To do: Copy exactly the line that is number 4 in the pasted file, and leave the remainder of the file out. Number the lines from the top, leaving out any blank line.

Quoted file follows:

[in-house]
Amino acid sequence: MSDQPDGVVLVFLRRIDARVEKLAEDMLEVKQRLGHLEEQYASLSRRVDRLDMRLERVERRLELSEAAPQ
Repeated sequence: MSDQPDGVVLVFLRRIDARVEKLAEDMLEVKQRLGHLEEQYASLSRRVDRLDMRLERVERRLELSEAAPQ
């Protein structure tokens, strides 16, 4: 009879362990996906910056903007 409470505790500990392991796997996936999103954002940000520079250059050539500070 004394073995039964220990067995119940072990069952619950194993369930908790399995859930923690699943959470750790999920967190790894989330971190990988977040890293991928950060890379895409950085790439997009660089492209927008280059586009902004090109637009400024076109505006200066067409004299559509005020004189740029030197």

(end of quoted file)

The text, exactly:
């Protein structure tokens, strides 16, 4: 009879362990996906910056903007 409470505790500990392991796997996936999103954002940000520079250059050539500070 004394073995039964220990067995119940072990069952619950194993369930908790399995859930923690699943959470750790999920967190790894989330971190990988977040890293991928950060890379895409950085790439997009660089492209927008280059586009902004090109637009400024076109505006200066067409004299559509005020004189740029030197």